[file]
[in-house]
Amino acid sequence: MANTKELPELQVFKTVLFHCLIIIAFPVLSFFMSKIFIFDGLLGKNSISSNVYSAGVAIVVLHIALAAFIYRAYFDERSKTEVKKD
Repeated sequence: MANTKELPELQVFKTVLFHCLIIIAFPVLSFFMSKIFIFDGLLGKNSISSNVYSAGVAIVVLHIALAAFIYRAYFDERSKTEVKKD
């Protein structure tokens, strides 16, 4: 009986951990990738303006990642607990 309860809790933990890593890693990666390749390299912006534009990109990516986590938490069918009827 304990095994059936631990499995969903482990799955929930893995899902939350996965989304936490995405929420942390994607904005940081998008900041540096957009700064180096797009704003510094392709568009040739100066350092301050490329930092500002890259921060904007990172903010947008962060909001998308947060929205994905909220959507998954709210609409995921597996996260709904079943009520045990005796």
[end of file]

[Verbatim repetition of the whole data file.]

[in-house]
Amino acid sequence: MANTKELPELQVFKTVLFHCLIIIAFPVLSFFMSKIFIFDGLLGKNSISSNVYSAGVAIVVLHIALAAFIYRAYFDERSKTEVKKD
Repeated sequence: MANTKELPELQVFKTVLFHCLIIIAFPVLSFFMSKIFIFDGLLGKNSISSNVYSAGVAIVVLHIALAAFIYRAYFDERSKTEVKKD
């Protein structure tokens, strides 16, 4: 009986951990990738303006990642607990 309860809790933990890593890693990666390749390299912006534009990109990516986590938490069918009827 304990095994059936631990499995969903482990799955929930893995899902939350996965989304936490995405929420942390994607904005940081998008900041540096957009700064180096797009704003510094392709568009040739100066350092301050490329930092500002890259921060904007990172903010947008962060909001998308947060929205994905909220959507998954709210609409995921597996996260709904079943009520045990005796």